China Black Tea Export and Production By The Belts
While China may be recognized as the world's leader in green tea, it is no slouch in the black tea department. Chinese black teas are widely used in a range of products, from premium and specialty teas and tea blends to more familiar foodservice iced teas. Compared to black teas from other major origins, Chinese black teas are used to impart sweeter, smoother, and more fragrant characteristics. Leveraging trends in China black tea provides opportunities to deliver great quality at significant value.
Let's take a look at some developments in China black teas:
As covered in a previous look at China tea origins, green teas make up the lion’s share of China tea production. Black teas usually rank 3rd in volume behind dark teas. However, black teas play a more significant role in terms of export value, representing just under one-fifth of tea exports.
US imports of Chinese black tea have generally declined over the past 5 years. More recently, the US-China trade war and coronavirus pandemic have contributed to this slowdown. However, organic black tea imports from China have been rising, with a 66 percent increase in volume.
China tea production has traditionally been divided into zones according to the geographic and climatic conditions. However, these zones can make it difficult to understand production and expansion, especially when data is collected on the provincial level.
Instead of using the traditional zones, major tea producing provinces are divided here into “belts.” These belts provide a clearer picture in terms of measuring production, yields, and new tea field expansion. There are 3 major belts:
The Western Belt is the leader in tea production overall, including black teas. These 3 provinces account for over 40% of China’s total black tea production. This is more than double the better known Eastern Belt provinces, including Anhui’s Keemun black tea and Fujian’s array of lapsang souchong and congou teas. Yunnan Province is the top black tea producing province, and single handedly accounts for approximately 20% of annual black tea production. The province has a long history of dian hong (traditional Yunnan black) teas, including exquisite Golden Monkey with its orange-gold fuzzy needles. Yunnan’s contribution is based more on sheer volume of tea production, and not necessarily a focus on black tea. The province splits its attention across green (45%), dark (35%) and black (20%) teas.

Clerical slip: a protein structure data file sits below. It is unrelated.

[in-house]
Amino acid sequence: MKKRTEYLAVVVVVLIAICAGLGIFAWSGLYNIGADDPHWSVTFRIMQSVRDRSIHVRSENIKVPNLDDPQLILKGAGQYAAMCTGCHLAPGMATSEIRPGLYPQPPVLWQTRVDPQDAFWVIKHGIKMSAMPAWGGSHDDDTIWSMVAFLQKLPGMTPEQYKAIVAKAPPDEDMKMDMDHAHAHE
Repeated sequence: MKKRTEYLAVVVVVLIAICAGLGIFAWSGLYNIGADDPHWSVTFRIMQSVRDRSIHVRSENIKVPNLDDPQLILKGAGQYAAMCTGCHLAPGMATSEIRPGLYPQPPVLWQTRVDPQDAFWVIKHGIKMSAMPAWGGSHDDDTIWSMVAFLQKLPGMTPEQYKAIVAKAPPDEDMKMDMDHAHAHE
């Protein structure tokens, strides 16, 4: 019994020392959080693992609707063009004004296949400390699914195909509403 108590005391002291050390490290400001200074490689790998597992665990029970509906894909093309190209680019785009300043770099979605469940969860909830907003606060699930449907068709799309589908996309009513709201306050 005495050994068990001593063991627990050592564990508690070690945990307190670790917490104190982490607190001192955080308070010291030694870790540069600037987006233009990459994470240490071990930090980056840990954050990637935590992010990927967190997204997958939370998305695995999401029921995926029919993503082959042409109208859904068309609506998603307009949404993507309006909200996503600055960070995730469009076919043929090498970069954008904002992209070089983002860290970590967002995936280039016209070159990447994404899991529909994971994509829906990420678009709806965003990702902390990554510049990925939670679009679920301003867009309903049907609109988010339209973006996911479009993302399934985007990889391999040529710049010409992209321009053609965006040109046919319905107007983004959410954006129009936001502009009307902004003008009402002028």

The Western Belt accounts for over 40% of China’s total black tea production.
Central Belt provinces have been contributing around 17% to annual black tea production. Hubei Province is the 4th largest contributor of black teas, in no small part due to its Keemun black teas. Keemun black teas originated in Anhui Province’s Qimen (aka Keemun) area, but production has spilled over into the neighbouring provinces of Hubei and Jiangxi. Anhui alone does not produce enough tea to meet the demand for Keemun black tea, and these nearby provinces can produce quality Keemun that is accepted as legitimate Keemun black tea based on its quality, origin, and processing style.
The Eastern Belt of provinces are probably some of the better known tea provinces, even though they do not produce the highest quantities of tea. Fujian Province has been the Number 2 black tea producing province for some time, while Anhui and Zhejiang rank around Numbers 9 and 10. Fujian alone contributes about 15% of China’s total annual black tea.
The Eastern Belt is best known outside of China because of its extensive history of exports, and these provinces are the top 3 contributors to exports by value. Together they represent nearly 60% of all tea export dollars, and have been the source of most the earliest China black tea exports, including Keemun, Lapsang Souchong (aka Zhengshan Xiaozhong) and other congou (gongfu) teas.
The dominance of the Central and Western Belts of China tea provinces means that the popularity of “classic” teas produced in the Eastern Belt will give way to teas from dominant producing regions. In particular, this shift will mean:
As with green teas, the shift in tea production, planting, and yields is moving to the Central and Western Belts. The “classic” tea areas are giving way for several reasons, but urbanization is a big driver. China’s population is now 60% urban, and most of the large urban areas are situated in the eastern portion of the country. With urbanization comes increased cost of living and labor costs. The COVID-19 pandemic also highlighted a drawback in production in many areas, namely the dependence on lower cost laborers brought in from outside provinces. A notable portion of the tea labor force, especially in eastern provinces, could not travel during China’s lockdown from their homes in rural provinces to the fields and factories in the east. Eastern provinces keep their advantages as final processors, packers, and exporters, not as necessarily as growers.
The Central and Western Belts are increasing in planting area and boosting yield (kg per hectare) at a rapid pace, in part due to the use of tea as a driver of economic development. Tea is a relatively high value crop with stable demand that China is using to lift rural areas out of poverty.
New tea areas will likely continue to produce stable, mid-grade teas similar to those originally produced in the Eastern Belt areas and valued by consumers, but some of those familiar teas will give way to quality teas in their own right. Most tea areas have at least one or more styles of teas that have been produced for centuries, and producers will seek to further the reputations of their teas in their own rights. The international tea buyer can look forward to exploring distinctive, new forms of tea from these burgeoning locales.